I got all my blanks there, I know the exact amount of syllables that I want. That’s something I’m really particular with. If one of the lines was seven syllables, those words have to fit into seven syllables and it has to emphasize as if it’s a sentence. Over time, I love doing cowrites, I love working with other people. When we’re going back and forth on melodies, when you feel that genuine moment, it’s easy to have that moment, get excited and forget it and move on. What about that moment we just had? And that’s what it really comes down to with anything creative, if you love it, other people will love it. And that’s always been what’s most important to me. I want to really listen to all of our songs.
I want to bring up the track off of your latest album, “Unopened Windows.” Where did that message come from and what does it mean to you, personally?
Carson: This is one where I should probably talk deeper, ‘cuz before I talked about how I only start with a melody but that’s not necessarily true. I have a notepad I keep on my phone called song topics; if I think of a concept just through conversation, even in interviews. I don’t know where the idea incepted, but the concept of unopened windows; my father passed before I feel like I got to do a lot of the stuff with him that I wish I could’ve done. Like he was a huge Eagles fan, loved the team so much. But I didn’t get into it until 2010, two years after he passed. And now that I’m a mega fan, I’m like man it would be so cool to go to a game with him, but I can’t. He passed before we could go have a drink together. It would be so cool to have a beer with my dad. There was all these different things. I conceptualized it as you’re in a house and you’re seeing all these things playing out through the window, but you’ll never be able to open it. I wanted to comment on that because I don’t think I’ve heard a song about all the things you wished you could’ve done with someone expressed in that way. I knew once I wrote it down it was gonna be a challenge; whenever I would explain the concept, I realized how many words I had to use to get the point across. And I realized that could be the song. You have three or four minutes to tell the story.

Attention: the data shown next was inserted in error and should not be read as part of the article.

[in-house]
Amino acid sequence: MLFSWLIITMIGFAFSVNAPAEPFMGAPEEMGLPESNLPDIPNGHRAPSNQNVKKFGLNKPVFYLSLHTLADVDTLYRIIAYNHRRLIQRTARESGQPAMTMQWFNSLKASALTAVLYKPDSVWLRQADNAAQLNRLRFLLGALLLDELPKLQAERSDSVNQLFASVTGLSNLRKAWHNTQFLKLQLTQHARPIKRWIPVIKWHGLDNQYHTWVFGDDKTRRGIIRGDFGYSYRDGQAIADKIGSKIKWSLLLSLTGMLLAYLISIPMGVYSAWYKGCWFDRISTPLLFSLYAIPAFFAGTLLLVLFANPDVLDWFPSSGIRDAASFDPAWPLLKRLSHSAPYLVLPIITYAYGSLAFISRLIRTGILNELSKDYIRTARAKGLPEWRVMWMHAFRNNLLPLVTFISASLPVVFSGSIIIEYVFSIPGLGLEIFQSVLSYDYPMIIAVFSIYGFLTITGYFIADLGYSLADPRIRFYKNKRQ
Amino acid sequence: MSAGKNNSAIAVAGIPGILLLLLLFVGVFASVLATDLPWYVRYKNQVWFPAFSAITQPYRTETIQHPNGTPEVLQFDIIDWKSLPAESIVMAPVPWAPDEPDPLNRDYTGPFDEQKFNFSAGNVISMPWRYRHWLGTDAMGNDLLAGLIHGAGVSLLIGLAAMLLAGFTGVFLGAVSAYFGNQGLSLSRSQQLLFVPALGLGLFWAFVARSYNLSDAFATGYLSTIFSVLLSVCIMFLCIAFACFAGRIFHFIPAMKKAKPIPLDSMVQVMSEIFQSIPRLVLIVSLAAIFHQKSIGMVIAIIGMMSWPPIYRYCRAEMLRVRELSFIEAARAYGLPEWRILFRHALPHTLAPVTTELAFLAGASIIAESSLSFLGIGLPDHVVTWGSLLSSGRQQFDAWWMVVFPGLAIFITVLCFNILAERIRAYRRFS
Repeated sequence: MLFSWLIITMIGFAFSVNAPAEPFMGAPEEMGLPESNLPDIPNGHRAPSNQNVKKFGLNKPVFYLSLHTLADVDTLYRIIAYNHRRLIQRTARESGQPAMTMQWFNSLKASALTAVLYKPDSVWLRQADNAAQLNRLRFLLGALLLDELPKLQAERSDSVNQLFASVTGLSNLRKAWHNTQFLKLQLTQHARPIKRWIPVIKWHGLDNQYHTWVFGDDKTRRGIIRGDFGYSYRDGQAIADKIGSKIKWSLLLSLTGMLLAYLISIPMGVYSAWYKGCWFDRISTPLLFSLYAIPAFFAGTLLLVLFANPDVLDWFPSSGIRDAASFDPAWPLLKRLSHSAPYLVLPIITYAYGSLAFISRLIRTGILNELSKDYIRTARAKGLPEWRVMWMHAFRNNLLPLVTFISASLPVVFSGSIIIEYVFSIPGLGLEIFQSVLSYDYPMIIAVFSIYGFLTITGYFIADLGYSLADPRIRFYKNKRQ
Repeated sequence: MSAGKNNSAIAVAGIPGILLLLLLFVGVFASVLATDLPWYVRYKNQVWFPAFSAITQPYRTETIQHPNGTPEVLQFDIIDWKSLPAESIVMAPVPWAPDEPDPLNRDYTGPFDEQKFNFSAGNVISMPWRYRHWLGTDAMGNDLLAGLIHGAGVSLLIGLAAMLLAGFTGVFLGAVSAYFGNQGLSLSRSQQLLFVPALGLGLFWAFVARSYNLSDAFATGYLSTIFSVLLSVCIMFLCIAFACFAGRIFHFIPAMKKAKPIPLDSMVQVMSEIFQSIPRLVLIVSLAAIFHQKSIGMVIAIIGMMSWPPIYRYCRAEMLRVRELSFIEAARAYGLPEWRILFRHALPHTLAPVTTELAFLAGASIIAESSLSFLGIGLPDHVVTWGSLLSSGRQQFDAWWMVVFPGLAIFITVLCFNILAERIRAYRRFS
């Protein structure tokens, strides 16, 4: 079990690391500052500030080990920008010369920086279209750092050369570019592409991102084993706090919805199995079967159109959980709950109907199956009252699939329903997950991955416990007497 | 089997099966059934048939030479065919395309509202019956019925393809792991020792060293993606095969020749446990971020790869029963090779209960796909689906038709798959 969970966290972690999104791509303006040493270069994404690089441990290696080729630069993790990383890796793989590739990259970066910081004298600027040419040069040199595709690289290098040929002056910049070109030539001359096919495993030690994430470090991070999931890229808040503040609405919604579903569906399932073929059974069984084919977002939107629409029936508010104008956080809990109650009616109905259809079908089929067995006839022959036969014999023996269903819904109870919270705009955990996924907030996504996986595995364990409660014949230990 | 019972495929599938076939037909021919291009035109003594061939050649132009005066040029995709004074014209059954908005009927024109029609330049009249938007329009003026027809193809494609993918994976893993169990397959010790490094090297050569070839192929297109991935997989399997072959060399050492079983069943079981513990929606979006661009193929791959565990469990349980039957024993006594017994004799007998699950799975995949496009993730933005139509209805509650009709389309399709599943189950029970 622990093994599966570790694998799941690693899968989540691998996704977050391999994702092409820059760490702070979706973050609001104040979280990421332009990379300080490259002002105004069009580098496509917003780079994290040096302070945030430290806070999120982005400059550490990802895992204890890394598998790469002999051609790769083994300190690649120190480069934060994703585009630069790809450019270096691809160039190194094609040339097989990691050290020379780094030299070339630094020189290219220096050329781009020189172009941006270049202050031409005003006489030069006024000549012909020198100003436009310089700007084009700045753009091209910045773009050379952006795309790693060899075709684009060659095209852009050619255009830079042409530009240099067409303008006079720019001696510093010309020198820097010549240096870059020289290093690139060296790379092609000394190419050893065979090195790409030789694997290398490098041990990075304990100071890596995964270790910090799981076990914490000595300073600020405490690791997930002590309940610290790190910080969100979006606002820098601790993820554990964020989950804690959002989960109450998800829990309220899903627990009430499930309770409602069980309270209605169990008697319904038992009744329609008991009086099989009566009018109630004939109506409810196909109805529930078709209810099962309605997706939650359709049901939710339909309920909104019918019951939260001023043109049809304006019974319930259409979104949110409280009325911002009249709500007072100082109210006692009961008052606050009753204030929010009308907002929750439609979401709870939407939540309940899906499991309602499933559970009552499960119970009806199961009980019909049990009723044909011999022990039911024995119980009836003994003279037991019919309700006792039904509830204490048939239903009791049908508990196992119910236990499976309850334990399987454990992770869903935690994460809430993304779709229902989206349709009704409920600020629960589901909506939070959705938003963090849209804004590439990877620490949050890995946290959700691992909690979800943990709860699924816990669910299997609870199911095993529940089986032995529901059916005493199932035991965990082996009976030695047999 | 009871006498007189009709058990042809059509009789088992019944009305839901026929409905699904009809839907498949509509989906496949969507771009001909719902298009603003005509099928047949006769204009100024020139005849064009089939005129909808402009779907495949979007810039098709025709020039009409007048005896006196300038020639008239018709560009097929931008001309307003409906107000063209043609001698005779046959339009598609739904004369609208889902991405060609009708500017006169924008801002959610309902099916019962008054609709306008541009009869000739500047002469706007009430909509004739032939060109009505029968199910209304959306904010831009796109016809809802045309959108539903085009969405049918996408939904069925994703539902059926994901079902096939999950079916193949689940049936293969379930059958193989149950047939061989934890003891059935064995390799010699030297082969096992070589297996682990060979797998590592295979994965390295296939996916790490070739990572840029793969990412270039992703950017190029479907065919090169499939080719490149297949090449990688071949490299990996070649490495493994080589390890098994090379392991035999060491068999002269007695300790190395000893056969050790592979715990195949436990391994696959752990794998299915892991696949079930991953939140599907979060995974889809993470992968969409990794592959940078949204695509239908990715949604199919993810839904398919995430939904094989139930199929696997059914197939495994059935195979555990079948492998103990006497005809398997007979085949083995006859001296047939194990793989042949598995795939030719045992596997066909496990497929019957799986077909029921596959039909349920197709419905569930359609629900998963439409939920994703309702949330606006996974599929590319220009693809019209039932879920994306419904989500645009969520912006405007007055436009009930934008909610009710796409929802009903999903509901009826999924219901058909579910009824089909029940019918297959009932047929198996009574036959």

The precursor to this is this is the second song I wrote about my father. The first one was called Dad’s Song. And it was the hardest song I ever wrote because I was such a control freak about it and it was never good enough until I learned to let go a little bit. I had to let the producers help me more. On Unopened Windows, it was my first time reapproaching the topic, but with that mindset. I didn’t really touch the piano. I just focused on how am I gonna convey this message. It was a really great experience getting it out. It’s also nerve wracking ‘cuz we knew this was gonna be the ballad of the record. It’s honestly the most emotional song I’ve ever played live on stage. That broke me down the first couple times.
There’s this moment at the end, in Dad’s Song, where we play Danny Boy. Me and my dad had this moment once, I was doing my high school spring concert and we played Danny Boy. My dad was already diagnosed. He was driving me home. He pulled the car over and he just started sobbing, telling me about the story of it. That whole song is about a father telling his son who’s about to go off to war that when he comes back he might not be alive anymore. And he saw a relation to that because I was about to go off to college and he was afraid of what eventually did happen. So that song Danny Body, that melody, I inserted that in the song.
This time, we inserted it again, ‘cuz I wanted it to be tied in there. I think if I ever write a song about my dad, it’ll be hiding in the background somewhere. Live, I bring out my clarinet. I let all the instruments fade out and it’s just a spotlight and I’m playing Danny Boy and I don’t wanna sound corny but I feel like he’s present every time I do it. And then the crowd, when they hum along, it just becomes the most overwhelmingly emotional feeling ever. I’m getting deep here, damn. I just wanted to do the song justice, and I’m really proud about how that song came out.
Music, for a lot of people, is highly therapeutic. In writing these highly personal, emotional songs, does it really serve that therapeutic outlet for you?